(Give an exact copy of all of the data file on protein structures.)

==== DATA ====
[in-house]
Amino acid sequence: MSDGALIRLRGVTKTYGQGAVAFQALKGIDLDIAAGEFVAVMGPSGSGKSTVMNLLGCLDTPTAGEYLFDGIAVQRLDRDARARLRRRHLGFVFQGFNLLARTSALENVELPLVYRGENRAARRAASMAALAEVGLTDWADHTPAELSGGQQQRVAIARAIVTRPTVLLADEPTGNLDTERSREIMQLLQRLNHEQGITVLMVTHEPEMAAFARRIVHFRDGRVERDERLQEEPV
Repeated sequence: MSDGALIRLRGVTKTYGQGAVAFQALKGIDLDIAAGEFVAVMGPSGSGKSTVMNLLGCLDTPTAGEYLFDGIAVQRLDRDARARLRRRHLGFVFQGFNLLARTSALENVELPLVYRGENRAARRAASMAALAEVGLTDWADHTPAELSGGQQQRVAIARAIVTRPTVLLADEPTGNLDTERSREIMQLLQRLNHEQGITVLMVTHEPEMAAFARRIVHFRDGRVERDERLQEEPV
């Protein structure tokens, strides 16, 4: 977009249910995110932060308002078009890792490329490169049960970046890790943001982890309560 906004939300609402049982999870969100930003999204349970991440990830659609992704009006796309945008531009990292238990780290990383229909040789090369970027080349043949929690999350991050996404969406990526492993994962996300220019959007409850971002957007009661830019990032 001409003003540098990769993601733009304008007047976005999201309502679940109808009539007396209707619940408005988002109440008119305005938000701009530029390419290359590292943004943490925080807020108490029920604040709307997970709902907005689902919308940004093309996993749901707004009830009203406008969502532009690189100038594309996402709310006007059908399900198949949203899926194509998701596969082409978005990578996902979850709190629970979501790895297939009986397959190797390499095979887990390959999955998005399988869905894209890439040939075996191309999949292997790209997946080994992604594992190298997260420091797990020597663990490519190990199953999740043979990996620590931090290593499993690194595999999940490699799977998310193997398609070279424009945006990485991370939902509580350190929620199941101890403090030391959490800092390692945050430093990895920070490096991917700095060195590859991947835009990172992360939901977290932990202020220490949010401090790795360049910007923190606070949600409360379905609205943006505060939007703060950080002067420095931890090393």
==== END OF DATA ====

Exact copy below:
[in-house]
Amino acid sequence: MSDGALIRLRGVTKTYGQGAVAFQALKGIDLDIAAGEFVAVMGPSGSGKSTVMNLLGCLDTPTAGEYLFDGIAVQRLDRDARARLRRRHLGFVFQGFNLLARTSALENVELPLVYRGENRAARRAASMAALAEVGLTDWADHTPAELSGGQQQRVAIARAIVTRPTVLLADEPTGNLDTERSREIMQLLQRLNHEQGITVLMVTHEPEMAAFARRIVHFRDGRVERDERLQEEPV
Repeated sequence: MSDGALIRLRGVTKTYGQGAVAFQALKGIDLDIAAGEFVAVMGPSGSGKSTVMNLLGCLDTPTAGEYLFDGIAVQRLDRDARARLRRRHLGFVFQGFNLLARTSALENVELPLVYRGENRAARRAASMAALAEVGLTDWADHTPAELSGGQQQRVAIARAIVTRPTVLLADEPTGNLDTERSREIMQLLQRLNHEQGITVLMVTHEPEMAAFARRIVHFRDGRVERDERLQEEPV
């Protein structure tokens, strides 16, 4: 977009249910995110932060308002078009890792490329490169049960970046890790943001982890309560 906004939300609402049982999870969100930003999204349970991440990830659609992704009006796309945008531009990292238990780290990383229909040789090369970027080349043949929690999350991050996404969406990526492993994962996300220019959007409850971002957007009661830019990032 001409003003540098990769993601733009304008007047976005999201309502679940109808009539007396209707619940408005988002109440008119305005938000701009530029390419290359590292943004943490925080807020108490029920604040709307997970709902907005689902919308940004093309996993749901707004009830009203406008969502532009690189100038594309996402709310006007059908399900198949949203899926194509998701596969082409978005990578996902979850709190629970979501790895297939009986397959190797390499095979887990390959999955998005399988869905894209890439040939075996191309999949292997790209997946080994992604594992190298997260420091797990020597663990490519190990199953999740043979990996620590931090290593499993690194595999999940490699799977998310193997398609070279424009945006990485991370939902509580350190929620199941101890403090030391959490800092390692945050430093990895920070490096991917700095060195590859991947835009990172992360939901977290932990202020220490949010401090790795360049910007923190606070949600409360379905609205943006505060939007703060950080002067420095931890090393």